Inka Speech

[Raises Zen stick overhead and hits table]

Is this a good place or a bad place?

[Raises Zen stick overhead and hits table]

Is this no place? Is this a magic place? Is this a special place?

[Raises Zen stick overhead and hits table]

If we make any of these kinds of places, then we're lost.

So how can we find our place?


Providence Zen Center, large dharma room.

These weekends are wonderful. We come together three times a year, and we usually have precepts ceremonies. This always reminds me of a conversation I had with my parents when I first decided to take five precepts. They asked me, "What are these precepts?" I listed them, and they said, "But we taught you these already." "Yes," I said, "But this practice helps me to live them."

All of us have had many, many teachers: our parents, school teachers, our family and friends. Zen Master Seung Sahn and all of these wonderful teachers sitting here. One another. The clouds. The sky. How we live all of this teaching we receive is very important.

One of my teachers while I was growing up was the minister of our Congregational church. He was a wonderful man - dedicated, gentle and with an artist's mind. He was quite well-read and always brought to his sermons stories he had been reading that inspired him.

One story this minister told was of a man who drove a trolley car. At the end of this man's work day, he would leave his trolley car at the end of one track, and he would wait 42 minutes for the next car to come, pick him up, turn around and take him on his way home. At first he simply sat at the end of the track and was restless for 42 minutes. But day after day passed, and he began to notice his surroundings and noticed that it was a junkyard, with old broken-down trolley cars and car parts and litter and weeds. One day he not only noticed these, but acted. He started to pick up and stack litter; he'd bring a rake; he'd bring a plastic garbage bag and haul it away full: 42 minutes every day. Then an occasional Saturday. Then others began to notice the change and began to pitch in-time or money or tools or a truck load hauled away or plants. Slowly, slowly this place began to be a park. In his mind, it had already been a park.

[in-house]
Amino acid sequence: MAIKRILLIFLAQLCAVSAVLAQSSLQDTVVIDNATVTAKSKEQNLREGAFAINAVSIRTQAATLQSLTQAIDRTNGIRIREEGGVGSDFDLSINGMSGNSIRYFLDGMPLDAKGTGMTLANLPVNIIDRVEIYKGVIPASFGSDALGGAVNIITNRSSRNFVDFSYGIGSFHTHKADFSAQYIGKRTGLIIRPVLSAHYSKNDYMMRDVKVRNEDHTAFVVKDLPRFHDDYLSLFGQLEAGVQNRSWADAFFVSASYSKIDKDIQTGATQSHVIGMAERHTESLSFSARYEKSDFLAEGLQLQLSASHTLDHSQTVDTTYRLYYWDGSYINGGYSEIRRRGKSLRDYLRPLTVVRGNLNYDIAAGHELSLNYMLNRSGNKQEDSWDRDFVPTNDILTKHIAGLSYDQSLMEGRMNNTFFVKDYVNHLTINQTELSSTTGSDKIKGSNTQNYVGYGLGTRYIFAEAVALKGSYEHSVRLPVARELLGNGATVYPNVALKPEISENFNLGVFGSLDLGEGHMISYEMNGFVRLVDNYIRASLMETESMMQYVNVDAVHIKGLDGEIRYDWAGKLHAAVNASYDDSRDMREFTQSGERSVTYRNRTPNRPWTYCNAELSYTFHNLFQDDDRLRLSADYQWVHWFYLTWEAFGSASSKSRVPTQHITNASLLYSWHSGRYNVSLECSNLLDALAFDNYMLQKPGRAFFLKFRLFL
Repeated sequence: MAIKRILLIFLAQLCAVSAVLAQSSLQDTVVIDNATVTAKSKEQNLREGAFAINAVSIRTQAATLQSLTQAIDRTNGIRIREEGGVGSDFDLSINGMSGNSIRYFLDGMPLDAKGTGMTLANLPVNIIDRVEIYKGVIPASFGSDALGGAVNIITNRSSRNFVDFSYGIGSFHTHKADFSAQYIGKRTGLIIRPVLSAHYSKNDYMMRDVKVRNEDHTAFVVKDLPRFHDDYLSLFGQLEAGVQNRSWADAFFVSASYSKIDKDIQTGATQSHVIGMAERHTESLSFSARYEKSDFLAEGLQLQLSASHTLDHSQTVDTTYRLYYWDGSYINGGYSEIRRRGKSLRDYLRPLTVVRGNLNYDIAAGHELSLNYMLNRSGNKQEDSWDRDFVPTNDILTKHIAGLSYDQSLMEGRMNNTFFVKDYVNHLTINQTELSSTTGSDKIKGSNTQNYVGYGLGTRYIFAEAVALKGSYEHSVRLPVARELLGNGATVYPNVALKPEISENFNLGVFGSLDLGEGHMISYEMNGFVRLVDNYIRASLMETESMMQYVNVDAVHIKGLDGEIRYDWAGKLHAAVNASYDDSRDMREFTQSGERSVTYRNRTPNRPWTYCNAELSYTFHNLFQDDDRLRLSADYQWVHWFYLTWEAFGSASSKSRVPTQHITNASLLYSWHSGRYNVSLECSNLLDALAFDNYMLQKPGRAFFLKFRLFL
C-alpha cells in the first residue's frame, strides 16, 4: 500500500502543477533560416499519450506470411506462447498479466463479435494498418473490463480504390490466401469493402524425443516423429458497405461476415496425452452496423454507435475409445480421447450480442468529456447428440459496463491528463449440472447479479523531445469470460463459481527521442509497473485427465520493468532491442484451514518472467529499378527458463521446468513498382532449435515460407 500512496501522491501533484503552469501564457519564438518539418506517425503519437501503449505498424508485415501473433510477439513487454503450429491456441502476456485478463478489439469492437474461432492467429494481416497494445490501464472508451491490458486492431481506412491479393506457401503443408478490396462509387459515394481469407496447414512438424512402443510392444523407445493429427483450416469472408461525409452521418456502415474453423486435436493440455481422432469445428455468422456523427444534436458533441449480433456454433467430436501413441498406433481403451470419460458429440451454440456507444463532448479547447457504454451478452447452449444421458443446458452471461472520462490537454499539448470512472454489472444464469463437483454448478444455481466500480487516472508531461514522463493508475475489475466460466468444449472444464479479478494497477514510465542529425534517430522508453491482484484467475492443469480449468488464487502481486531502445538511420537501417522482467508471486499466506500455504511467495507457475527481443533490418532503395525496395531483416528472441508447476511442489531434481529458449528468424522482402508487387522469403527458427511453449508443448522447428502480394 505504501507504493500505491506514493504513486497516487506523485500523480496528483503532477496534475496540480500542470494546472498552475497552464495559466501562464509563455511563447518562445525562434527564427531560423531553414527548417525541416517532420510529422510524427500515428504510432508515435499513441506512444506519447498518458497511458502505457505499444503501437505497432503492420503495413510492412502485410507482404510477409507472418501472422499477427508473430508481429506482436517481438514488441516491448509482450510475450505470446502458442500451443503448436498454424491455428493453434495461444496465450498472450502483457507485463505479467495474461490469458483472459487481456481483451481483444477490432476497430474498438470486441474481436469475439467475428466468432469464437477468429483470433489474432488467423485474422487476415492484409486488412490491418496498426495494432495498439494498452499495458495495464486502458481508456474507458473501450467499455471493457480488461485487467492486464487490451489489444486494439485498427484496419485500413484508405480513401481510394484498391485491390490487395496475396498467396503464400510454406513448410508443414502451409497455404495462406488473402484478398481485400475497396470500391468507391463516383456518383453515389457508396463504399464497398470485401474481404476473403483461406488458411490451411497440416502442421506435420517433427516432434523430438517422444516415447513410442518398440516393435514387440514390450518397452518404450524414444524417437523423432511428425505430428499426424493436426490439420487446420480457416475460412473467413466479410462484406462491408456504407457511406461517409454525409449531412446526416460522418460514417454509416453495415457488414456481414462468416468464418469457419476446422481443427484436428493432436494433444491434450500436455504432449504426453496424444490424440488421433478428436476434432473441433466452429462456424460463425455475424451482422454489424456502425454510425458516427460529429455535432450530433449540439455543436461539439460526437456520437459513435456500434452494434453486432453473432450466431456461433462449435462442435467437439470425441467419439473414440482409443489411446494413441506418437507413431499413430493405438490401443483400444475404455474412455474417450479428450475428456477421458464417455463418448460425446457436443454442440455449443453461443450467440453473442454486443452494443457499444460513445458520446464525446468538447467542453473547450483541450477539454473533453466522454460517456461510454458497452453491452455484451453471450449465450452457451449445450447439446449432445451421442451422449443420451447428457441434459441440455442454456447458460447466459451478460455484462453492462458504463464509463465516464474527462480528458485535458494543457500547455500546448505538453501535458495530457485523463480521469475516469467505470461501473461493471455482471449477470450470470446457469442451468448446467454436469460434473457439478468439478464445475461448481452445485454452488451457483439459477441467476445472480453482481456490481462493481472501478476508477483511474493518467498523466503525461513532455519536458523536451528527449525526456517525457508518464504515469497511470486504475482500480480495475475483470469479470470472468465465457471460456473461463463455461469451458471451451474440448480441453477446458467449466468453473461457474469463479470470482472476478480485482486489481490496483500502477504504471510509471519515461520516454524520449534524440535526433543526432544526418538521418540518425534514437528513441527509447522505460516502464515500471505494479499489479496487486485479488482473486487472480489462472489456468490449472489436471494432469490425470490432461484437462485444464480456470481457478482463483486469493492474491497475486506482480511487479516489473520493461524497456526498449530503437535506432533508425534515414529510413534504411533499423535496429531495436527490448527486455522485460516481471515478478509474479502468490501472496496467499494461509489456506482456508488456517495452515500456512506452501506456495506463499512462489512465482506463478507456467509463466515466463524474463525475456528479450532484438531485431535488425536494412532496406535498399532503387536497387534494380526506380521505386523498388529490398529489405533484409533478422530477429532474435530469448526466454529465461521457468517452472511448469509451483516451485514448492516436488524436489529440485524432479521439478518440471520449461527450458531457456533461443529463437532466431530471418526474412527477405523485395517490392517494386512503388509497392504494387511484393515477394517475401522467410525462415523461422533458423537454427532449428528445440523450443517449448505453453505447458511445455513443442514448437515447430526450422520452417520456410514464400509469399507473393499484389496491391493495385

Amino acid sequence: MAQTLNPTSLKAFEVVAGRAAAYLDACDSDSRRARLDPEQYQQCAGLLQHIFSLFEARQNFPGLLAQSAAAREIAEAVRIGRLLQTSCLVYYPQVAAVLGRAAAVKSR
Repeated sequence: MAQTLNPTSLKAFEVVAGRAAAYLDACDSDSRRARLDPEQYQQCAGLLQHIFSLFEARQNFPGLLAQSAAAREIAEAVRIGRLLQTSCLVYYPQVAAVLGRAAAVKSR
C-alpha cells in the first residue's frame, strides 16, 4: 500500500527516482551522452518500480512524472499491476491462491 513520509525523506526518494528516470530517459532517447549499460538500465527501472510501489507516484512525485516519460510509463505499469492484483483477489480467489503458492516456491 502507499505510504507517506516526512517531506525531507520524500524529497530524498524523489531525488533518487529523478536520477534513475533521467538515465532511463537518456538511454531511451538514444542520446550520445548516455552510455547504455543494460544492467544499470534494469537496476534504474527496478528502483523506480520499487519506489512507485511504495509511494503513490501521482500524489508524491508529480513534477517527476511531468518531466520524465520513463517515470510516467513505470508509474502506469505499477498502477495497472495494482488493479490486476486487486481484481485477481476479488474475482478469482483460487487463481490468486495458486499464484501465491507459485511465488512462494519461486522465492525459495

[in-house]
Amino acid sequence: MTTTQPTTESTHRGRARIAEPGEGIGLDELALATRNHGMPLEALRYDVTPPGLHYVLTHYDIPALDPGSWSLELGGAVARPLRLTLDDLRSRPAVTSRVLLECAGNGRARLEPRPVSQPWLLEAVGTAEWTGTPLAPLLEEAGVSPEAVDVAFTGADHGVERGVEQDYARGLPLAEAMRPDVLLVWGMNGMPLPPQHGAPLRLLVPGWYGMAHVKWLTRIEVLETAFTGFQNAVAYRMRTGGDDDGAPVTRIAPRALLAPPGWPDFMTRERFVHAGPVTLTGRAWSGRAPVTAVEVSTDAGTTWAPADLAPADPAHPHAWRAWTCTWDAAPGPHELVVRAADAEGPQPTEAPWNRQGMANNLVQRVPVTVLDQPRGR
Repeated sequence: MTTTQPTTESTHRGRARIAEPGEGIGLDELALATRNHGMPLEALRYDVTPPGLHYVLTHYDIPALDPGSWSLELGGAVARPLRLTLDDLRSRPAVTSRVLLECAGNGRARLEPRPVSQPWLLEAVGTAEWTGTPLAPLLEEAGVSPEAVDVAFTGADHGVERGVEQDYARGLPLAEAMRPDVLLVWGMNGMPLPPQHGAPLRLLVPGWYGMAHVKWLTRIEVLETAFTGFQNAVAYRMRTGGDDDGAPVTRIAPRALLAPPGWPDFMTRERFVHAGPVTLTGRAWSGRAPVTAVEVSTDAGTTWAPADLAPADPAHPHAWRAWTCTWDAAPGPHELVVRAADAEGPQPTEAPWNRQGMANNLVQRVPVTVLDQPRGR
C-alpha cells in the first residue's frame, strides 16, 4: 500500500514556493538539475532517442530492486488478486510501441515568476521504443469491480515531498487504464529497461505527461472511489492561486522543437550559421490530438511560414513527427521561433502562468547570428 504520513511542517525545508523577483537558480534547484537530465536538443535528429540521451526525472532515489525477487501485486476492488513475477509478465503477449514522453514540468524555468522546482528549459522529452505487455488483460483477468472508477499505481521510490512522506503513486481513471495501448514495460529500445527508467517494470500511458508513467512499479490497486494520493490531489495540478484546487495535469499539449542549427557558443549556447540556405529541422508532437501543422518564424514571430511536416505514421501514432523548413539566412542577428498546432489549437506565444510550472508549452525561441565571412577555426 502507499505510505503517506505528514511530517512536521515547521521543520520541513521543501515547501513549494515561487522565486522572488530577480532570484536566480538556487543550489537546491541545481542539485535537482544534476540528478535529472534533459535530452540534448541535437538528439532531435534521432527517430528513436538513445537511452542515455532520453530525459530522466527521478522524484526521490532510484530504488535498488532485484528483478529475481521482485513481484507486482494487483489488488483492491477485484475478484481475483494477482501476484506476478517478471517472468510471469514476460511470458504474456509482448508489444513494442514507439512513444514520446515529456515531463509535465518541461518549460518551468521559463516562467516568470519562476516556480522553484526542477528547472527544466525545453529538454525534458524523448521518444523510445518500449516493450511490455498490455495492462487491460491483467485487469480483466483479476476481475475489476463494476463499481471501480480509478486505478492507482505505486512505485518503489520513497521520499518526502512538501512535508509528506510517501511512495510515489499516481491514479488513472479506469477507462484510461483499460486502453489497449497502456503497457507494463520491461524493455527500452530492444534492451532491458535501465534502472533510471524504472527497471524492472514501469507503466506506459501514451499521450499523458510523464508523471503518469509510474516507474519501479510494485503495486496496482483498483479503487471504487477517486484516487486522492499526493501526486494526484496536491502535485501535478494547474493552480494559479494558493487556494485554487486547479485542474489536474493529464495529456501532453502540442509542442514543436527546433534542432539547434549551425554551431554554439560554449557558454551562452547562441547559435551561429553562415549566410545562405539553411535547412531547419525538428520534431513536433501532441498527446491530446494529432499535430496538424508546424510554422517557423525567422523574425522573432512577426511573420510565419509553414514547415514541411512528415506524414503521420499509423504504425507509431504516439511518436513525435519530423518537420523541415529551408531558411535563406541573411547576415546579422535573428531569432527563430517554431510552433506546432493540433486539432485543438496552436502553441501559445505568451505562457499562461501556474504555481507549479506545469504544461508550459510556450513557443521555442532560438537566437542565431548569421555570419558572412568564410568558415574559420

So what will we do with our time? With our hands and with our money and with our energy? What kind of place can we make? And with what kinds of entrances? What kinds of gates?

We come into this world: birth gate. We leave this world: death gate. We have phases of life. We have eyes, ears, nose, tongue, body, mind. Many gates. We have the dharma gate and the gate to the meditation room. Precepts. Relationship. Nature. Friends. Family. Work. Desire. Anger. Ignorance. Many, many gates. Moment to moment, which gate do we go through? Which direction will we take? I want this; I don't want that? Up, down, good, bad, right, wrong-opposite directions? Become one direction? Save all beings from suffering direction?

So which way will you turn? What kind of gate do you like?

[Raises Zen stick overhead and hits table]

If we find our gate, then what?


After this ceremony we have one, two, three, four, five, six doors. How will you leave?

Thank you.